Almost a quarter of IT professionals in the UK say they are focused on collaboration above all else in their working lives. Looking at IT professionals’ unified communications and collaboration investment plans, the IT priorities study found that top of the list was team collaboration (including chat, messaging and content-sharing).
This was followed by video conferencing; phone/voice calling or VoIP; screen sharing; video calling; content/file sharing; messaging; hybrid/virtual event management; PBX; CPaaS and/or voice and video; API functionality; workspace reservation; and contact centre-as-a-service.
Team collaboration (including chat, messaging and content management) was cited by 70% of professionals as the leading capability their organisation wanted from its unified communications/UCaaS platform, followed by video conferencing (64%). CPaaS and/or voice and video API functionality was cited by 25%, and contact centre as a service by 23%.
While industry data shows that organisations are deferring their purchases of new PCs, looking at the broad initiatives driving spending in 2023, the survey found digital workspaces, mobility and user computing to be in the top five areas of investment, behind data management (46%), cloud computing (50%) and security (57%).
When compared with 2022, the survey showed a 38% drop in digital workplace, mobility and user computing projects.
Across the EMEA region, 84% of IT decision-makers said they were investing in future work initiatives to support hybrid work. Looking at the number more closely, 22% were investing aggressively, 23% moderately and 39% only as needed.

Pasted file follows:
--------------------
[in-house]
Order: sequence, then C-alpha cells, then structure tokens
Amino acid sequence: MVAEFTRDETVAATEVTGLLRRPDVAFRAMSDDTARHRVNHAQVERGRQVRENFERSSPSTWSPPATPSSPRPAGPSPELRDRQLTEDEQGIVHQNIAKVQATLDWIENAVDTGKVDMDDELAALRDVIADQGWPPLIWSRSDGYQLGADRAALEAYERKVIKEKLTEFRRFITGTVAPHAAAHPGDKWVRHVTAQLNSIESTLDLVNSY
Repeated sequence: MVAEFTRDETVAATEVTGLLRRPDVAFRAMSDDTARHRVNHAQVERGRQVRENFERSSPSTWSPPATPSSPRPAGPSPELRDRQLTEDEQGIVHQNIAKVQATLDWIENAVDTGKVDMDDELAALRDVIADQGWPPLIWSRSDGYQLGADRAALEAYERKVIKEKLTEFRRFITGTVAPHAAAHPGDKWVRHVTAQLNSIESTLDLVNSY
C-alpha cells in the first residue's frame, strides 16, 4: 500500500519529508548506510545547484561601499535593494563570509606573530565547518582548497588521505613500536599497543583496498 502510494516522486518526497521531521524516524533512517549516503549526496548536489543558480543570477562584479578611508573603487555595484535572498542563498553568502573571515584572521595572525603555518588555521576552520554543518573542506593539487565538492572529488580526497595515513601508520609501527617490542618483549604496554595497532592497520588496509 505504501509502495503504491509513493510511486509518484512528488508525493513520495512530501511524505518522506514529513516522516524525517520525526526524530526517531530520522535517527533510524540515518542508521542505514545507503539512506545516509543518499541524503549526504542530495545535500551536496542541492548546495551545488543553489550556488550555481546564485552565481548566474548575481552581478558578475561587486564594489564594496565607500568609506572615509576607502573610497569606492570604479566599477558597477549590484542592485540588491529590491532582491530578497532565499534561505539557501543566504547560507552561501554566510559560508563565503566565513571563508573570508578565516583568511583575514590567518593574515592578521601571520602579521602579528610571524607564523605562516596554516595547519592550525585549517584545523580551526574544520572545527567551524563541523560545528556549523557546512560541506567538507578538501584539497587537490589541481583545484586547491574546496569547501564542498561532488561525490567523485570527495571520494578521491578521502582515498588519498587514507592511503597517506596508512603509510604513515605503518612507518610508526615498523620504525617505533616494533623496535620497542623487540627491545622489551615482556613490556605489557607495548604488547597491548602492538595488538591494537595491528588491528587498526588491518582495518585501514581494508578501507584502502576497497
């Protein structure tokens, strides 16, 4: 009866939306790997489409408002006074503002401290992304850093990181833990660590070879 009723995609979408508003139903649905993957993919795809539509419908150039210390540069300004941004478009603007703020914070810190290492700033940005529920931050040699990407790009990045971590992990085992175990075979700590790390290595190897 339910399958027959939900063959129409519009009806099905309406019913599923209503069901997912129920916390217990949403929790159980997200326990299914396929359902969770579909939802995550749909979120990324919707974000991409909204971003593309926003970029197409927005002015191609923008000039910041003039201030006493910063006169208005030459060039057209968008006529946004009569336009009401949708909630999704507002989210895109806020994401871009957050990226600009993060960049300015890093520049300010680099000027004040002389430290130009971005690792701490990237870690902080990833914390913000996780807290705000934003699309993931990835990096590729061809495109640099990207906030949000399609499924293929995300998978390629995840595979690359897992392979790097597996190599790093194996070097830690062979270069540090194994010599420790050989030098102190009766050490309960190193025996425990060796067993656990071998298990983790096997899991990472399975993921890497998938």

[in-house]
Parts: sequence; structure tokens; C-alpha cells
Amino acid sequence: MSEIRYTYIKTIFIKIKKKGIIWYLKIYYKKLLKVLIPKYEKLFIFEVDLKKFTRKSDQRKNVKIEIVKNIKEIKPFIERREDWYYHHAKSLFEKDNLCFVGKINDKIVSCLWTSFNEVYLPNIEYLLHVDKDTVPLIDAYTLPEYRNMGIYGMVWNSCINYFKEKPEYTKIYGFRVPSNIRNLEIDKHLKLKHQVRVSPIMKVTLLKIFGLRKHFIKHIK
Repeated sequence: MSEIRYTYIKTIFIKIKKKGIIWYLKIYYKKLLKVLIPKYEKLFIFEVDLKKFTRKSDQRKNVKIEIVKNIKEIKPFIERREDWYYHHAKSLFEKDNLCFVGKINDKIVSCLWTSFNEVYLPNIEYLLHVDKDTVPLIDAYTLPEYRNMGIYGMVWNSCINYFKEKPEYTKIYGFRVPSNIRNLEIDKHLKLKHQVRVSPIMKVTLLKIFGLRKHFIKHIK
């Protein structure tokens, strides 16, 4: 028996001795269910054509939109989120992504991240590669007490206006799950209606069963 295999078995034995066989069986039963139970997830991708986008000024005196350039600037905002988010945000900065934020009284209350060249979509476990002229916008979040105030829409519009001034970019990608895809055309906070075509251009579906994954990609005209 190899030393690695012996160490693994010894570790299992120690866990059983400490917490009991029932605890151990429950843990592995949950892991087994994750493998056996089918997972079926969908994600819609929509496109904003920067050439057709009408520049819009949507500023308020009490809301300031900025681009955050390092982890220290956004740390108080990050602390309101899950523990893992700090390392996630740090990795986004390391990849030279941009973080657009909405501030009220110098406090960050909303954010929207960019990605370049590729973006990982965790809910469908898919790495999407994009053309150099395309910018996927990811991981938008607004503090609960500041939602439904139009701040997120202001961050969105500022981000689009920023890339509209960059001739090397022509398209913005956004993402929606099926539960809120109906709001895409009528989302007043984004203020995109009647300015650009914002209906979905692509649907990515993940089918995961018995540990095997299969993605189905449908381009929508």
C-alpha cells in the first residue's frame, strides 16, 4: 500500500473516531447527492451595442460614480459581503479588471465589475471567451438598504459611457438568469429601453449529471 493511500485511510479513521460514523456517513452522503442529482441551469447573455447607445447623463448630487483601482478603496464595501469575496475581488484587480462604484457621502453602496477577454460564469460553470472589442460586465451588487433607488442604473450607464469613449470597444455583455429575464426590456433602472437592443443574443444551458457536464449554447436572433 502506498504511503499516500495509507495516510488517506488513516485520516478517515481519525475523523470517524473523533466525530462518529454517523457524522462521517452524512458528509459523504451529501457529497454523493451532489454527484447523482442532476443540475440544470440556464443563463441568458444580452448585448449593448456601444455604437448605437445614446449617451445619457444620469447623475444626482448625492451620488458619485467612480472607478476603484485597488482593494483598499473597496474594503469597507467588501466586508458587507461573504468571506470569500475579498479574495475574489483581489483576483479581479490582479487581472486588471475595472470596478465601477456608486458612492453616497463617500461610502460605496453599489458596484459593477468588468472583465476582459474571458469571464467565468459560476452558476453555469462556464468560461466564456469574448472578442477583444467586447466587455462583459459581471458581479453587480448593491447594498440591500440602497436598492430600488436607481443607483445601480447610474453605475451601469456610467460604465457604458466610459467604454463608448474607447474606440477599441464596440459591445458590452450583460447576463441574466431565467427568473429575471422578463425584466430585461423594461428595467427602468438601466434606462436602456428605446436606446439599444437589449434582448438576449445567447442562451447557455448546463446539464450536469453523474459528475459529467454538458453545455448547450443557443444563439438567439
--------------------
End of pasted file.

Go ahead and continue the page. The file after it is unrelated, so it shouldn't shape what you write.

Looking at networking spend this year, the survey found security continues to dominate networking needs and is seen as a critical differentiation point for suppliers. It also highlighted the need to support users’ experience wherever they are.
Drilling deeper, the survey showed the top drivers of networking spend in 2023 are network security (46%), user experience (37%), network health and performance (26%), hybrid work (20%), unified communications/UCaaS (17%) and application performance (11%).
The survey found that when professionals were asked about their network architecture investment plans, 14% indicated internet of things (IoT) network infrastructure.
Looking at the leading 10 IoT-related technologies or initiatives organisations plan to deploy in the next 12 months, security continued to dominate, with 45% of the study indicating investment in that area, followed by analysing data from IoT devices and sensors (39%); IoT device management platforms (38%); IoT data sensors (34%); 5G (31%); IoT connectivity upgrades (30%); developing IoT apps (30%); industrial IoT/industrial control systems (27%); low power WAN (23%); and Edge infrastructure to support IoT (20%).
Beyond IoT, network traffic analysis and security topped the list of IT professionals’ networking investment plans. These were followed by network firewalls, software-defined wide-area networking (SD-WAN), remote access and as-a-network initiatives, network visibility and performance management, and datacentre interconnect.